Deli-style chicken breast slices make an easy high protein snack. You can also bake chicken into healthy homemade chicken nuggets.
Tips for Cooking Thin Sliced Chicken Breasts
Thin sliced chicken breasts cook faster than thicker chicken pieces. Here are some tips for cooking thin sliced chicken:
Sauté Over Medium-High Heat
Cook thin chicken slices in a skillet with a bit of olive oil over medium-high heat. Cook for 2-3 minutes per side until browned and 165°F.
Grill Over Direct Heat
Grill thin slices for just 2-4 minutes per side over direct heat. Brush with oil to keep moist.
Bake at 375°F
Arrange slices on a baking sheet and bake at 375°F for about 15 minutes, flipping halfway through.
Stir frying is a great way to cook thin chicken strips over high heat. Toss with your favorite veggies and sauce.
Since thin cuts cook quickly, be careful not to undercook them. Use a food thermometer to ensure they reach 165°F internally.
Healthy Meal Ideas With Thin Sliced Chicken
Here are some healthy meal ideas that incorporate thin sliced chicken breast:
Chicken Salad Sandwich
Combine diced chicken with celery, herbs, lemon juice, and touch of mayo. Serve on whole wheat bread.
Sauté chicken strips with bell peppers and onions. Wrap in tortillas with salsa and avocado.
Chicken Caesar Salad
Toss romaine lettuce with parmesan, croutons, and sliced grilled chicken breast.
Chicken Banh Mi
Put thinly sliced chicken, cucumbers, cilantro, and pickled daikon on a crusty Vietnamese baguette.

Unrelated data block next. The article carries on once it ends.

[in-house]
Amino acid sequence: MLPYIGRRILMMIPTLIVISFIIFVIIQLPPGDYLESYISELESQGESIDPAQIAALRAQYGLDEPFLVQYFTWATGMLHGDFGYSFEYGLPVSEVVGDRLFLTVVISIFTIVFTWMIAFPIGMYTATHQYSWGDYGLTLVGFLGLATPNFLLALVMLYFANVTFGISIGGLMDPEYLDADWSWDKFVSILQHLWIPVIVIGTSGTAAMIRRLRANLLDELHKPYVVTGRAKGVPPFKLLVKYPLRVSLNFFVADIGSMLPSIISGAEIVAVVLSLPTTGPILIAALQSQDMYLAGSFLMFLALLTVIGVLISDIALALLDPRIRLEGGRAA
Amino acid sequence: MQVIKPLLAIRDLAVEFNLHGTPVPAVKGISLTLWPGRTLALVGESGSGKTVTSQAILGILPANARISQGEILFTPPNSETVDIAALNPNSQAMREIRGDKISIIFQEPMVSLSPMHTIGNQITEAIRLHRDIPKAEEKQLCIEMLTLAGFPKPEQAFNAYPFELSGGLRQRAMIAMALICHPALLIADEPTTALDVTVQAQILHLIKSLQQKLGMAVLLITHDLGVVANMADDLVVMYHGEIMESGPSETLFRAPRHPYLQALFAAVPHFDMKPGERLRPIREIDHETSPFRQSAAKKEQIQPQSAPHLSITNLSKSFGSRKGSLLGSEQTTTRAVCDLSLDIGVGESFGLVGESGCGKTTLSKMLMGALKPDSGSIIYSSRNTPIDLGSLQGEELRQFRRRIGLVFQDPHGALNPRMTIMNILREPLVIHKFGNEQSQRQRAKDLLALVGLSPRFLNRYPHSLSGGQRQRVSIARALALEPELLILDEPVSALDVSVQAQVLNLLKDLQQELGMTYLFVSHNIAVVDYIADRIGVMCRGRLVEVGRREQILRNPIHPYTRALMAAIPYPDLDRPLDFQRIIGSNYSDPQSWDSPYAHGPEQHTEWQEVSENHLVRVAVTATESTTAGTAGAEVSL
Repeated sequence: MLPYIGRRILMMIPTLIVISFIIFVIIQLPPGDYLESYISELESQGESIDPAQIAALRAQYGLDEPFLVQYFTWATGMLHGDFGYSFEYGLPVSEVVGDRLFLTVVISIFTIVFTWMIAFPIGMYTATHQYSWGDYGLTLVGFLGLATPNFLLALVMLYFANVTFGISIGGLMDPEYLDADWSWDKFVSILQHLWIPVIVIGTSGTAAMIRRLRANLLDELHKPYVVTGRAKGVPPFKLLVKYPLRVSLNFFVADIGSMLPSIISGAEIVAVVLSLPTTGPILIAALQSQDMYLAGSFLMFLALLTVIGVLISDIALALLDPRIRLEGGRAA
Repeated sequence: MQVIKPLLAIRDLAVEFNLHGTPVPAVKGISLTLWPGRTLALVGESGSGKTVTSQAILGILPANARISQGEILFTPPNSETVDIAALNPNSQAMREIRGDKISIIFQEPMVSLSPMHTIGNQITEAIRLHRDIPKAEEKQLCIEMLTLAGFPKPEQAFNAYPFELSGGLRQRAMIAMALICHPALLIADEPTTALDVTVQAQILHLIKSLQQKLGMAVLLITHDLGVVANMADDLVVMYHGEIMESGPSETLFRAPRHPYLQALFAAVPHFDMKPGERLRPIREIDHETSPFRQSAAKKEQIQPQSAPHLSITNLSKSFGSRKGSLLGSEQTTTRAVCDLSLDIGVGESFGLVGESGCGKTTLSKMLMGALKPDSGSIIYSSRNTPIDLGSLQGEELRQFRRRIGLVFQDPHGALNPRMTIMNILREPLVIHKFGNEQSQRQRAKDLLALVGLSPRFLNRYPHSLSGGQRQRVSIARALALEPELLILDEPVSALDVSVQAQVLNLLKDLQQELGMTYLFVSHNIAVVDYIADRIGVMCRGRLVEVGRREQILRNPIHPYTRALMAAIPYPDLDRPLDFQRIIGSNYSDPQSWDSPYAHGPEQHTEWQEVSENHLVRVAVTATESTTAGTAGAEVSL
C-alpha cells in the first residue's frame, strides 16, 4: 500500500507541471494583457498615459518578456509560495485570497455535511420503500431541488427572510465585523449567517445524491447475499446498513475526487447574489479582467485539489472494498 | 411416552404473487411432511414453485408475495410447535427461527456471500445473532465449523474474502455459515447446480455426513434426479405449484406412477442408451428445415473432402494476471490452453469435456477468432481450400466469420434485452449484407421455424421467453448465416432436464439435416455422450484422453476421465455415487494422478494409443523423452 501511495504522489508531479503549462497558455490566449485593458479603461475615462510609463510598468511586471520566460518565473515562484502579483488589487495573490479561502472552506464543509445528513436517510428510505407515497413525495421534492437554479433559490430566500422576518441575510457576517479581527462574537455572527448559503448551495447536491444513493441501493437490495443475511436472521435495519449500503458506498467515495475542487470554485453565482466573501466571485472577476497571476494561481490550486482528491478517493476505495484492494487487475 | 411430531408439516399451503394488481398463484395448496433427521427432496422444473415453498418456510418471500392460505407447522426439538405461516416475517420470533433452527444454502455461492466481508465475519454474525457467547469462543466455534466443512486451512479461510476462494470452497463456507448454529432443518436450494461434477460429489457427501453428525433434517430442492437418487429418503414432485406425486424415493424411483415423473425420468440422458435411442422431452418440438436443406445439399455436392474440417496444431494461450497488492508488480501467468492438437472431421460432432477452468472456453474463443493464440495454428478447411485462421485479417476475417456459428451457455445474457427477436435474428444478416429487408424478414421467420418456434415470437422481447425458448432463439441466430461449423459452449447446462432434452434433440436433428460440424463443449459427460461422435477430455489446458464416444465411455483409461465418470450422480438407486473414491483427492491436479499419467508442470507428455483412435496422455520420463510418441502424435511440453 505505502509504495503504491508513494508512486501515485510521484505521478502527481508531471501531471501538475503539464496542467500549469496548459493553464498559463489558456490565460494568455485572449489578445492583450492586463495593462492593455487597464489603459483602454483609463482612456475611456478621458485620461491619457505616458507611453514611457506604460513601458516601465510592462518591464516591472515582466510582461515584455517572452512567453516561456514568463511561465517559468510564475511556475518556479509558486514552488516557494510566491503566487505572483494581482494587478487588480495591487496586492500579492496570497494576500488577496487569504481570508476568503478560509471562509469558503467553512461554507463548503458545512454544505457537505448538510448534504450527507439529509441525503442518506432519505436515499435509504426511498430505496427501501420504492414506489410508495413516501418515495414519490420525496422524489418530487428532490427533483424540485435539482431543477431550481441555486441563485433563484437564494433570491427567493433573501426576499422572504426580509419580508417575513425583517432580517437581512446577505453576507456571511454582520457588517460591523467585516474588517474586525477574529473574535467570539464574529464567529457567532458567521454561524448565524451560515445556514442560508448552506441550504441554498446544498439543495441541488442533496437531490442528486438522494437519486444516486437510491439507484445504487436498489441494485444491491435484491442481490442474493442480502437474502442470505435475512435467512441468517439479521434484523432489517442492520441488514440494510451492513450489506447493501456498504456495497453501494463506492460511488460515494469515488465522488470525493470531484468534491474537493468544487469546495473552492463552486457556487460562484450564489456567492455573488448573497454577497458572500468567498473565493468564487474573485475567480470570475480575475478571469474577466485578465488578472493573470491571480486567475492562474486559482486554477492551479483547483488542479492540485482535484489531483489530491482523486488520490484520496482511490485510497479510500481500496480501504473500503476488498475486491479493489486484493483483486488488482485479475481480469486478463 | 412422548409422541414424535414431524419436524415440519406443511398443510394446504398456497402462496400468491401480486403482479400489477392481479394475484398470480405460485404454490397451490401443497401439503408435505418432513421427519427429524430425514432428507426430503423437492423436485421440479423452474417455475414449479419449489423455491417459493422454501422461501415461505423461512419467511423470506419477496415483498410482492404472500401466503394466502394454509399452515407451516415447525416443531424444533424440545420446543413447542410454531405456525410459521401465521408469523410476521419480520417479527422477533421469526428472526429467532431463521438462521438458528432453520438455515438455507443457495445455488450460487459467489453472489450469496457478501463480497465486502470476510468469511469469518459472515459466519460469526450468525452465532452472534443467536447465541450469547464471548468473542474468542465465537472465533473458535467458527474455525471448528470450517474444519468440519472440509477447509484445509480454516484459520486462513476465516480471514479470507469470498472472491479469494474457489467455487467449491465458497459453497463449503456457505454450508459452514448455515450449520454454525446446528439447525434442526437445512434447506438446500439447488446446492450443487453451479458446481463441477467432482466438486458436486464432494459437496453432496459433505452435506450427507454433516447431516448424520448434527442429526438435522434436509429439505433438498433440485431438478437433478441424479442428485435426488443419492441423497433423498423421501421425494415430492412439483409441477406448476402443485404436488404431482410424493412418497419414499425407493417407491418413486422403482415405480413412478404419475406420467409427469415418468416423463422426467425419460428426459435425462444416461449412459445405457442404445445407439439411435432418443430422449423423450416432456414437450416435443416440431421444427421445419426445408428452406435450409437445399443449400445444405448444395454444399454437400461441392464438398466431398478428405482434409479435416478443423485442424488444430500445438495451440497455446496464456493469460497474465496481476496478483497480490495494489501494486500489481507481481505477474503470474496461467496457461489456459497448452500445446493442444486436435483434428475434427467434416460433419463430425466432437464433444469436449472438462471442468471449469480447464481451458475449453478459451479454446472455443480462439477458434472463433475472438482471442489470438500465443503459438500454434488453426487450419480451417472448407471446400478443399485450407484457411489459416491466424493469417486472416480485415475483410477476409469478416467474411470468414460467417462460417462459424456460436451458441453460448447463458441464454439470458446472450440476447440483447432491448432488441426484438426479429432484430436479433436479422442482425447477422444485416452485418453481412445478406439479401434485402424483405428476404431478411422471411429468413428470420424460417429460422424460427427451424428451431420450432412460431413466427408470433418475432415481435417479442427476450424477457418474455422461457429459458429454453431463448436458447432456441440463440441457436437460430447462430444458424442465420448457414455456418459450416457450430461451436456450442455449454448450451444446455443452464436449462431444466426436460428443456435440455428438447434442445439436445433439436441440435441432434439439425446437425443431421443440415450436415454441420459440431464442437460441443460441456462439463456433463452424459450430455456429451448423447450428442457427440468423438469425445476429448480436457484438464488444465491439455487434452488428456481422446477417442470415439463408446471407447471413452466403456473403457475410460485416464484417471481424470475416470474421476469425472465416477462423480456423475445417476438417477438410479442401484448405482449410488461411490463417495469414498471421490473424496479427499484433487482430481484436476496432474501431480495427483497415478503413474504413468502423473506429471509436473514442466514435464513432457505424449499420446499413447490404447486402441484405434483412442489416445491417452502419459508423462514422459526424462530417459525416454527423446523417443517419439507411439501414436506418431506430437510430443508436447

Top corn tortillas with chicken, pico de gallo, cotija cheese, and lime wedge.
Chicken Safety Tips
To safely enjoy thin sliced chicken and reduce risk of foodborne illness:
Keep fresh or cooked chicken refrigerated at 40°F or below. Freeze if not using within a few days.
Avoid Cross Contamination
Use separate cutting boards and utensils for raw chicken. Do not let chicken juices contact other foods.
Cook to an internal temperature of 165°F. Check temperature in thickest part.
Refrigerate Leftovers Quickly
Refrigerate any cooked chicken within 2 hours. Do not leave at room temperature for more than 1 hour.
In summary, thin sliced chicken breast is an excellent source of protein, providing around 31 grams per 100 gram serving when skinless. It can be incorporated into a variety of healthy meals and snacks. Take care to cook thin slices thoroughly, store chicken safely, and practice good food safety habits to reduce risk of illness.